La Dame Escoillee, Pt. 1

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Lords, you who have wives
And who have raised them up above you,
Who have made them lord over you,
4 You only shame yourself!
Hear this small cautionary tale
That for you is here written;
Well it is that you heed
8 That you must not do
Good to your wife
That you will be held less dear.
The crazy ones must be punished
12 And if you teach them
That they must not become prideful
Towards their lord, or lord over him,
Rather hold him dear and love him,
16 And obey and honor [him]:
If they don’t do it, shame on them.
Now, I will go down into my story
Of the exemplum that I must tell,
20 That they must listen well
Those who make their wives lord,
And of whom it dishonors.
What can I say about it? This you can know:
24 There is no such bad joke by the truth!
There was one a rich man
Who had many riches:
He had knights and held a great position of power.
28 But he loved his wife so much
That he raised her up above him,
And abandoned the lordship
Of his land, of his house,
32 And granted her the gift of everything.
Thus the wife held him so vile
And so low that when he
Said something, she contradicted him
36 And undid all that he did.
They had a very beautiful daughter
Such that far went the news
Of her beauty both here and there,
40 Her reputation was much discussed
That a count heard speak of it.
Immediately he began to love her.
Never had he seen her, and nevertheless
44 He loved her. It happens offen
And one loves on account of praise
without seeing. This seems good.
The count did not have a wife.
48 He was young and wise
And was full of knowledge
Which is worth more than possessions
The young girl of which they told him,
52 Gladly he would see her –
To see if they told the truth or if they lied.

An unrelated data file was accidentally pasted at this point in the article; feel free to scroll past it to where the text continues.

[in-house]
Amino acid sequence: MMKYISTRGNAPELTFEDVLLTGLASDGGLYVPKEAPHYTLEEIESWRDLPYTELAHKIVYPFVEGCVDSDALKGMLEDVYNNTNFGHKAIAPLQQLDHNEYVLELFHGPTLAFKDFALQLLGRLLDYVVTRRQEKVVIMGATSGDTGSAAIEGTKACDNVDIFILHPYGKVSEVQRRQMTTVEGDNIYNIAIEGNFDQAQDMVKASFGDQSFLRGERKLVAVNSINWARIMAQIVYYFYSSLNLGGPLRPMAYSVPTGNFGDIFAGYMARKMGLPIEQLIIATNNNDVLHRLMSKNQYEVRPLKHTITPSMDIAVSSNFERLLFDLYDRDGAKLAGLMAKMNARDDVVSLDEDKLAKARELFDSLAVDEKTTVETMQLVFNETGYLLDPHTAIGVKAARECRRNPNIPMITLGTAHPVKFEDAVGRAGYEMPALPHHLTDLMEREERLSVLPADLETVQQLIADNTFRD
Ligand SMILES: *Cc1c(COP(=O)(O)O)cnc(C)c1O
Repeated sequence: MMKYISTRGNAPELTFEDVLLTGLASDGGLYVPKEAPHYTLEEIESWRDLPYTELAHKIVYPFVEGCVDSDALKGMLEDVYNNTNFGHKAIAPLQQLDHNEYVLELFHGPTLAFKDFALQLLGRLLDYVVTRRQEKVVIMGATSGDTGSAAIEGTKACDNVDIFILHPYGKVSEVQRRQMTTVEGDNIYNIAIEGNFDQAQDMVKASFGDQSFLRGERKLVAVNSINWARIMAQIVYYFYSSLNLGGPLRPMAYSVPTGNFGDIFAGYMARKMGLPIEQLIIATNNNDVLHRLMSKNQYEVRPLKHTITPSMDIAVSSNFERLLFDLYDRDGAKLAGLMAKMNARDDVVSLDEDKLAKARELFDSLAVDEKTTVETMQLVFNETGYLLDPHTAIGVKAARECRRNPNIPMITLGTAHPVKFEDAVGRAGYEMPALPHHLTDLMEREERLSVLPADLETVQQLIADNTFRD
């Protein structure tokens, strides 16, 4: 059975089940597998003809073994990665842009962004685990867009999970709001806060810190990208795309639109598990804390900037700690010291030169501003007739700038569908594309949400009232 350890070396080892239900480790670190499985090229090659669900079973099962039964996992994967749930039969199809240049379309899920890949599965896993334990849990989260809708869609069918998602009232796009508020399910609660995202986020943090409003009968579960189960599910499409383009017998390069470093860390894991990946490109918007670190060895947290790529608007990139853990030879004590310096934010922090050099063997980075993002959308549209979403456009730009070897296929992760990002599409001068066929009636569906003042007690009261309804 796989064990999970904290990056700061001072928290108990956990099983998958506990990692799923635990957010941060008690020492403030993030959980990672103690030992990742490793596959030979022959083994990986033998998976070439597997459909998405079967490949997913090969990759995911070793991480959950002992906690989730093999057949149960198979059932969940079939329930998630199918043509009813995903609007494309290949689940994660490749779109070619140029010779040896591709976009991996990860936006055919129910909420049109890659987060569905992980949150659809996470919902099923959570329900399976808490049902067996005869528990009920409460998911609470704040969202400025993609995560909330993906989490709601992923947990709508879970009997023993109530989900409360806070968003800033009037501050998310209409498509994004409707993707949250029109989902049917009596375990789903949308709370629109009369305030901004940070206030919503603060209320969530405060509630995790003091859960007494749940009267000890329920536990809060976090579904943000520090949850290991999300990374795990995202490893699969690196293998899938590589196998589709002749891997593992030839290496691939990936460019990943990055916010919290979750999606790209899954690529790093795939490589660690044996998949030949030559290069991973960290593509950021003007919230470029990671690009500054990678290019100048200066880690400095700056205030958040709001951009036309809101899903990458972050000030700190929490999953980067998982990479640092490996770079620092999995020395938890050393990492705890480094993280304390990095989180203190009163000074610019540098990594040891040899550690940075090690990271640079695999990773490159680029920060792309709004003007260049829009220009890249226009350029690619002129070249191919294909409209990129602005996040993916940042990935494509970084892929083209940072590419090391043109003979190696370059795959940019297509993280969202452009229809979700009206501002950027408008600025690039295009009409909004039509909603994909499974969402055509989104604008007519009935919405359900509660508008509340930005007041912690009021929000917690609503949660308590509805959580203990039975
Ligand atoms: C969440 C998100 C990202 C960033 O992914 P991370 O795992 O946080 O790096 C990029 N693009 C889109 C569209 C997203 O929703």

Then he saw her: hear how.
The count went hunting one day
56 With three of his knights
The hunter led the dogs>
They were in the forest all day
Hunting until after three in the afternoon,
60 When the water rose, loud thunder,
Lightning and much rain.
They were separated and got lost
The count’s men, except four
64 Who went off in one direction.
The sun went down on the horizon.
The counts says, “What is your advice?
I don’t know what we can do.
68 We can’t go on (68)
To one of our houses:
The sun is going down,
I don’t know where our people are,
72 Except that I think they’ve gone off.
We must get to a hostel,
But I don’t know which one.
While the count is lamenting,
76 They went down by a path
Into a garden, by a pond
To the house of the knight,
The one who had the beautiful daughter.
80 Behold them riding there –
This day it rained and was no beautiful,
They dismounted under an elm tree,
On a stone stoop sat the gentleman
84 Who owned the house.
Behold the count kindly
greets him, and he returns
the greeting, and then stands.
88 The count asks for lodging.
“Sire,” says the knight,
“I would gladly lodge you
that you need rest,
92 But I do not dare lodge you.”
— “You do not dare?  Why?” — “Because of my wife.
In no way will she want to grant
Anything I say or do;
96 She has lordship over me,
Ownership of my house,
Of all that I control,
It is not hot, that I am vexed,
100 I am only a rain cape,
She does what she wants, ignores mine,
She does not does nothing I say.”


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